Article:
ISLAMABAD — A surprise court intervention Monday in Pakistan could delay for years, or even scuttle, the chances of a presidential pardon for a Christian woman who's been condemned to death for blasphemy, lawyers and activists said.
The case of Asia Bibi has raised an international outcry, including a plea for mercy from Pope Benedict. The blasphemy law in majority-Muslim Pakistan is controversial. Its targets are mostly Christians and members of an Islamic minority sect known as Ahmedis, who often are convicted on seeming hearsay.
Human rights campaigners were critical of the government of President Asif Zardari for dithering on the issue of the pardon after indicating that Bibi would be absolved, while street protests and now a court judgment made it difficult or impossible. Zardari's pro-secular administration, elected in February 2008, remains fragile, reluctant to take on inflammatory issues.
The Lahore High Court issued an order Monday barring a presidential pardon for Bibi because an appeal was pending before it. Pakistani officials previously had strongly indicated that Bibi would be pardoned shortly and then freed. The religious minorities minister, Shahbaz Bhatti, concluded in a report sent to the president last week that Bibi was innocent.
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But the issue has provoked strong passions in Pakistan, including street demonstrations by religious hard-liners, who proclaim that a blasphemy conviction is so grave that it must be punished by death.
"After an initial positive response (from the government) based on the values of human rights and natural justice, it appears that political expediency has won the day," said Ali Dayan Hasan, south Asia researcher at Human Rights Watch, a U.S.-based advocacy group. "As always, it seems that the most vulnerable are the most dispensable."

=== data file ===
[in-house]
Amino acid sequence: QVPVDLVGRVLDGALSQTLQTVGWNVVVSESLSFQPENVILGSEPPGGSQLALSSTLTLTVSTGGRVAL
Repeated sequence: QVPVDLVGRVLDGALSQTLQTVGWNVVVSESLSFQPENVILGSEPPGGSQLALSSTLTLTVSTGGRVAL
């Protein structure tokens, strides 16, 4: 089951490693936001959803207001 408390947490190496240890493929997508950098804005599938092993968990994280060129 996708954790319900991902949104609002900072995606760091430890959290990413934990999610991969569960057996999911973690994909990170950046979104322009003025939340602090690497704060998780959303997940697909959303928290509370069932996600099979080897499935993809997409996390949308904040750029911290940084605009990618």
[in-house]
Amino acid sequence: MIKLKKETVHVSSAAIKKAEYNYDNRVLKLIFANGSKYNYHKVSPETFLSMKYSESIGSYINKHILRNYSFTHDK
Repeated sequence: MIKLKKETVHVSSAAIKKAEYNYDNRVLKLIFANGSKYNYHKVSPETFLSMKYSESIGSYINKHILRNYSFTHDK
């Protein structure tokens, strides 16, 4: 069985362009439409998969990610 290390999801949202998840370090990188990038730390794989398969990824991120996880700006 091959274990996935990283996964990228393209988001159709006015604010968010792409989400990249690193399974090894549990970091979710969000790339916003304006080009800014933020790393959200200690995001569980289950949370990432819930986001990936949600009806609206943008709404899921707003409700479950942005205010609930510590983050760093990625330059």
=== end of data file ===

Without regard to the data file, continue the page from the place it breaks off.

Earlier this month, a low-level court in Punjab province sentenced Bibi to be hanged for her crime. Monday's order, if maintained by the court, means that Zardari must wait until the full case comes before the Lahore High Court and possibly until it goes all the way to the Supreme Court in Islamabad. Bibi has an appeal to the Lahore High Court pending, but there's no date set for a hearing.
The order was an interim decision, and the government will get a chance to have its say next week. A private citizen, Shahid Iqbal, has challenged the presidential pardon, even though it hasn't been yet been issued.
"We brought this petition to ensure respect for the courts," said Iqbal's lawyer, Allah Bux Laghari. Bibi "has been declared guilty by a court. It should be up to the high court to evaluate the evidence."
Bibi, a 45-year-old mother of five, has spent a year and a half in jail already, and her family has been forced into hiding. A poor laborer, she was convicted of insulting the prophet Muhammad while quarreling with some Muslim neighbors. She's protested her innocence. The blasphemy law in Pakistan routinely is used to punish minorities over what instead are personal vendettas.
Zardari's Pakistan People's Party made an election commitment to revise the often-abused blasphemy law but as the Bibi case has progressed, it's stepped back from that pledge.
Asma Jahangir, the leading human rights lawyer in Pakistan, said the court shouldn't have passed an order over a possible future event.
"A stay order in anticipation of something is unheard-of," Jahangir said. "This was done by the high court to gain popularity."
(Shah is a McClatchy special correspondent.)
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